Emergency services staff assaulted 19 times a day
More than 7000 attacks were recorded on emergency workers last year, a five-year high.
Emergency service workers were assaulted more than 7000 times last year - the equivalent of 19 attacks per day.
A total of 7098 common assaults were recorded against emergency services staff in 2018-19, including paramedics, firefighters and police officers.
The figures are at a five-year high, up nearly 10% since 2014-15.
Fire crews were attacked six times as they dealt with hundreds of incidents on Bonfire Night at the start of the month.
In some cases, police had to accompany firefighters to incidents over safety concerns, including having stones thrown at them.
Scottish Conservative shadow justice secretary Liam Kerr obtained the latest figures in a letter from the Scottish Government.
He said: "The five-year high is absolutely shocking and extremely worrying.
"All staff deserve protection from abuse and violence at work and no one should have to experience this.
"The continuation of these types of assaults on our emergency service workers highlights more needs to be done to protect them and to reduce this figure.
"It's clear the consequences are obviously not tough enough and the rise in the number of attacks shows this."
The party highlighted further cases where paramedics answering 999 calls have been told to stay back until the police arrive for fear of aggression.
Ambulance staff in Scotland are routinely trained in managing aggression and assessing risk as part of their job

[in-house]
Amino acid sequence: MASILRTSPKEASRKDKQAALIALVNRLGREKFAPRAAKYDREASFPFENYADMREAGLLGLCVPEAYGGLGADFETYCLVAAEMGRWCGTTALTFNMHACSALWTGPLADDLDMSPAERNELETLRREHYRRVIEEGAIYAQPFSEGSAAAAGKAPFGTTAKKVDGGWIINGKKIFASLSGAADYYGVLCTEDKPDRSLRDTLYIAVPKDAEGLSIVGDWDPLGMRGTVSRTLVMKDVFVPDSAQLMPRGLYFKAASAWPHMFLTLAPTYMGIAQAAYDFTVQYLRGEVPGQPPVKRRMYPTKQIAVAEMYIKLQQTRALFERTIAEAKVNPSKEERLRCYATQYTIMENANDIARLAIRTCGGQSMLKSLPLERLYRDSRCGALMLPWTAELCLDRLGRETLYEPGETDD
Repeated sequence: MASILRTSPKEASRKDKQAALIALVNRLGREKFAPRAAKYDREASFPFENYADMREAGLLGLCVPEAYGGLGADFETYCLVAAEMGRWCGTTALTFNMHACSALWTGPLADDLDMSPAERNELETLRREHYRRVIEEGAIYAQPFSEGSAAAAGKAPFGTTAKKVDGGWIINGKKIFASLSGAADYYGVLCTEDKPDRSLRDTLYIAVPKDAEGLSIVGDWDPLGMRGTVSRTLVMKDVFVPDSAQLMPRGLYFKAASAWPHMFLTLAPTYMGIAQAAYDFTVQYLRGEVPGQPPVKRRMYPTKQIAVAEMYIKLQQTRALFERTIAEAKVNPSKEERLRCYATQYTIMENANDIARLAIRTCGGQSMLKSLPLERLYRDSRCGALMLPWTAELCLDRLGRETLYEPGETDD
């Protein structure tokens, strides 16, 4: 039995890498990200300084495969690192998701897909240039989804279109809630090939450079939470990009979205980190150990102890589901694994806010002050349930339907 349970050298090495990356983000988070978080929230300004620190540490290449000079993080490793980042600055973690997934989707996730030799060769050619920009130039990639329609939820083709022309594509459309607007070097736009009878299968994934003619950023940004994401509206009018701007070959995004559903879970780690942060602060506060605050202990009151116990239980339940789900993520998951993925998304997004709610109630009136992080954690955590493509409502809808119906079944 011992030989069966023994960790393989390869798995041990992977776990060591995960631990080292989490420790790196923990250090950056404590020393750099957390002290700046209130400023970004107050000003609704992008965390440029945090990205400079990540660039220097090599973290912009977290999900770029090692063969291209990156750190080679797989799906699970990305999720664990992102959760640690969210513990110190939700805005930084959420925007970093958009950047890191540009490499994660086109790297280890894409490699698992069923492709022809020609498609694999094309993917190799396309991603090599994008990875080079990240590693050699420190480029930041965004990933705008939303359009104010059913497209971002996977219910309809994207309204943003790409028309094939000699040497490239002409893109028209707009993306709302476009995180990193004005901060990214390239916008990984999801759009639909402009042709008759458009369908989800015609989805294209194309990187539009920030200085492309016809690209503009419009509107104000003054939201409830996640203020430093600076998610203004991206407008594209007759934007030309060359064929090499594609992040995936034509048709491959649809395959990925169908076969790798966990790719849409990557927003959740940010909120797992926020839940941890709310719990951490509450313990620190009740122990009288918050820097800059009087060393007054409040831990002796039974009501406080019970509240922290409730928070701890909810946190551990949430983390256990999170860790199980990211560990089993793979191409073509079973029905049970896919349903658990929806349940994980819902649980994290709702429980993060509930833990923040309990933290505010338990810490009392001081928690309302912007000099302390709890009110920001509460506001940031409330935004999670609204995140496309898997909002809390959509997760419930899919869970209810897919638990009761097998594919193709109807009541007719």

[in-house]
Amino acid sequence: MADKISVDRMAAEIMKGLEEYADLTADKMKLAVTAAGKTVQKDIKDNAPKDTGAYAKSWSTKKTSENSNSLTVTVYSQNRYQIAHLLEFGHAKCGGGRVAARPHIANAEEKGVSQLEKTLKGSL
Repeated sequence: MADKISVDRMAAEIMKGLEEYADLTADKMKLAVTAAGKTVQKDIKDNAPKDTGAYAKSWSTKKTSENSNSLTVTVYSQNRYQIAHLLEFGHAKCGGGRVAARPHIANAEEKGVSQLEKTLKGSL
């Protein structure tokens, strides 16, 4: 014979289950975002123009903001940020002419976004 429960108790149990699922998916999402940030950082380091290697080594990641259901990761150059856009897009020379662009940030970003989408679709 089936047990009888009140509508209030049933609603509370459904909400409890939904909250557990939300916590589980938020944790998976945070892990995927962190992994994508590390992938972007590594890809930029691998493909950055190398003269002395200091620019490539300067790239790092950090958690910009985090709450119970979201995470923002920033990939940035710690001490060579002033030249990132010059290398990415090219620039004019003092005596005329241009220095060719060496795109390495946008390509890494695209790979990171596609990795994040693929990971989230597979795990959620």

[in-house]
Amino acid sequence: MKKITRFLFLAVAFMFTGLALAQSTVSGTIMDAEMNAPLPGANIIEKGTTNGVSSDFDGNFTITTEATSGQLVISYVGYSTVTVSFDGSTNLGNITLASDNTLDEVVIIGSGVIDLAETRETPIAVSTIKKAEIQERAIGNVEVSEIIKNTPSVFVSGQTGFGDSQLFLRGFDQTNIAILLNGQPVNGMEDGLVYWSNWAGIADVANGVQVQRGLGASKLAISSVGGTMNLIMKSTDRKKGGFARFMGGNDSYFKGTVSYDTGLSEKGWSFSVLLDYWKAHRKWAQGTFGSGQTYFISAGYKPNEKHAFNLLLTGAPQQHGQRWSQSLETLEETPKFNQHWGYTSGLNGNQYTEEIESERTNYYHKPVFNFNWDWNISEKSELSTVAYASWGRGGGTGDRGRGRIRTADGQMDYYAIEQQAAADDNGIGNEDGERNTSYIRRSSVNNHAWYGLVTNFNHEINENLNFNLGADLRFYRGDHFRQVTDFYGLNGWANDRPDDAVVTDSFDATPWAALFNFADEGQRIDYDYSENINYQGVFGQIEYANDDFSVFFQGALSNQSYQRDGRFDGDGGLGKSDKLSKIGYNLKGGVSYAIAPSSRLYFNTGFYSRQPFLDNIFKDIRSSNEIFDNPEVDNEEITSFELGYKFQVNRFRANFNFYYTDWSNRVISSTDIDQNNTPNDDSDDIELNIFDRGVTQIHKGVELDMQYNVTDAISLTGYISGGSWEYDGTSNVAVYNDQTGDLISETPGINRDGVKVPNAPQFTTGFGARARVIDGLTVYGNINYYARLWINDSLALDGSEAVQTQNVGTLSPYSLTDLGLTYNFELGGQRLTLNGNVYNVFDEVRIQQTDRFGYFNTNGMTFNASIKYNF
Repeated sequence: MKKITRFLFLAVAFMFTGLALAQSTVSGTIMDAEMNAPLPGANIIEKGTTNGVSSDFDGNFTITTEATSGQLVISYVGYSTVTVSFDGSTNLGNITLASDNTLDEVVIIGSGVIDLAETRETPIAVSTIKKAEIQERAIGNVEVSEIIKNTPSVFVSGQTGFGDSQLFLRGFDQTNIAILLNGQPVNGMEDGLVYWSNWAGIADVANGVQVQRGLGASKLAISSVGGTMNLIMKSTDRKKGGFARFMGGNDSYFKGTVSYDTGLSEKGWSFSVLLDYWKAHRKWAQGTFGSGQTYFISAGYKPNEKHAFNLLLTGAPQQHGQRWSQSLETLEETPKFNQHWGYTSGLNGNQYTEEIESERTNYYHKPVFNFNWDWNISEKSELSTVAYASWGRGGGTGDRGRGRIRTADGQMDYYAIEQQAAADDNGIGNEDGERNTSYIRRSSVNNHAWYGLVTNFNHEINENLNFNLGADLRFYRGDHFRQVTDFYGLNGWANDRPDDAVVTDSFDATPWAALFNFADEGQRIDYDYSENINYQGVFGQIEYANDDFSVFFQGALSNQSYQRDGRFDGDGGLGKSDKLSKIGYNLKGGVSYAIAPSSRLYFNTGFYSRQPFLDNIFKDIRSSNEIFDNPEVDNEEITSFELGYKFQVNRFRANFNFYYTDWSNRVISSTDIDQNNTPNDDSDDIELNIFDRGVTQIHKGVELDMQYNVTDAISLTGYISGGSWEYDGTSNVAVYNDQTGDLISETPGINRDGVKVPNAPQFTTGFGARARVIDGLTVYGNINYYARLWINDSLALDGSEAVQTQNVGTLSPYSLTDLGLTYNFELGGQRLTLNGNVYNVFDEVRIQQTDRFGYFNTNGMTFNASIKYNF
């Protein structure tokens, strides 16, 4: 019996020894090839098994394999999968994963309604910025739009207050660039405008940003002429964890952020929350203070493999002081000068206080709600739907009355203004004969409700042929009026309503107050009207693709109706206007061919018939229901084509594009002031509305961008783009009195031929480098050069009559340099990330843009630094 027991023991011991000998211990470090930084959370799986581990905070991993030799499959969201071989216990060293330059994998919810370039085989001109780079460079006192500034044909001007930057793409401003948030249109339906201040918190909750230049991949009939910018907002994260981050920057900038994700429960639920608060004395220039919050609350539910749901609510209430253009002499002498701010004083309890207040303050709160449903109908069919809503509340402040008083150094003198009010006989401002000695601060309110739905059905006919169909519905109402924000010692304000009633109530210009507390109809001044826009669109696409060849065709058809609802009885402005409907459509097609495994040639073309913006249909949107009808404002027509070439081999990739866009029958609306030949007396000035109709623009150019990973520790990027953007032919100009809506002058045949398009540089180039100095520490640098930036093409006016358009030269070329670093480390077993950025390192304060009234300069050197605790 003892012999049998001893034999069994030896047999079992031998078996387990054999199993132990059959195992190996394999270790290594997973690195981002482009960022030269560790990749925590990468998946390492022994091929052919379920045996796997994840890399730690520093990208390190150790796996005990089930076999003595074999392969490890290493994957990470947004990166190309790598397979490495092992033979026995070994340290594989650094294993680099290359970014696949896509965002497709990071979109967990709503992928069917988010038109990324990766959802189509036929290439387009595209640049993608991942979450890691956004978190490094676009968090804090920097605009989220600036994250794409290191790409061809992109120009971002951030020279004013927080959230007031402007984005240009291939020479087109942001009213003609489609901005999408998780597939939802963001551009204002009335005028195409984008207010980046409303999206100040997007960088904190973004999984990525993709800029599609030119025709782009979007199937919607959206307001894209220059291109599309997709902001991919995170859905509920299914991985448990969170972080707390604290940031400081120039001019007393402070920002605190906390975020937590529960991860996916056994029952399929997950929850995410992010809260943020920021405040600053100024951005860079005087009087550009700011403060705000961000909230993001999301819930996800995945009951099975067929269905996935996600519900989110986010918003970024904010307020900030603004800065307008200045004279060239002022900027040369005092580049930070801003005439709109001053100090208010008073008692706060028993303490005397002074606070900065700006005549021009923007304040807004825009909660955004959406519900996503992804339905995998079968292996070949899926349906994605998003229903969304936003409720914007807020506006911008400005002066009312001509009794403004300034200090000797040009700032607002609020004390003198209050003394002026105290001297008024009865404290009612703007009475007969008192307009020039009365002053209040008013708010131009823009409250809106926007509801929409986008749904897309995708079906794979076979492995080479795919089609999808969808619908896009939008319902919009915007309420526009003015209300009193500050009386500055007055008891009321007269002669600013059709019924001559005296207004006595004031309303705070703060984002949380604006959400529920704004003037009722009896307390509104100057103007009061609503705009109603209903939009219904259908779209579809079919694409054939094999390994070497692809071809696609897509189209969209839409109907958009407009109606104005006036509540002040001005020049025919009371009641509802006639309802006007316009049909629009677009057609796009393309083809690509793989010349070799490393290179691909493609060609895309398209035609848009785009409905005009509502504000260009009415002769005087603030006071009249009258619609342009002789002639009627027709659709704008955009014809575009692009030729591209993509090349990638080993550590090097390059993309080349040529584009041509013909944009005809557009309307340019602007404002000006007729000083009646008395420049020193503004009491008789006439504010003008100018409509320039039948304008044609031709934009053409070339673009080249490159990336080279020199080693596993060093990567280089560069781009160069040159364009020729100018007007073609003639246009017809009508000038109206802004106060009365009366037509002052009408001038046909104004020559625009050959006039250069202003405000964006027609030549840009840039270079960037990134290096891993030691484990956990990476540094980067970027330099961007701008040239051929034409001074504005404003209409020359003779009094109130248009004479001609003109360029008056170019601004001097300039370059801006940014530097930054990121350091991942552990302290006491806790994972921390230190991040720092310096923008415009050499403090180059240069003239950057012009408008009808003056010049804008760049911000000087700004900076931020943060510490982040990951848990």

A spokesman for justice secretary Humza Yousaf: "No-one should be the victim of abuse or violence while at work, and assaults on emergency workers are despicable.
"The courts have extensive powers to deal robustly with perpetrators, and we extended the Emergency Workers Act to include healthcare professionals when working in the community in 2008, meaning perpetrators face penalties of up to 12 months imprisonment, a £10,000 fine, or both.
"This Act, which was opposed by the Scottish Conservatives, is an important piece of legislation offering specific criminal law protections for our emergency services.
"For more serious attacks, offences such as assault can be used which mean offenders can face penalties up to life imprisonment.
"We continue to encourage all organisations to support staff who experience violence in the workplace including reporting incidents to the police for action to be taken."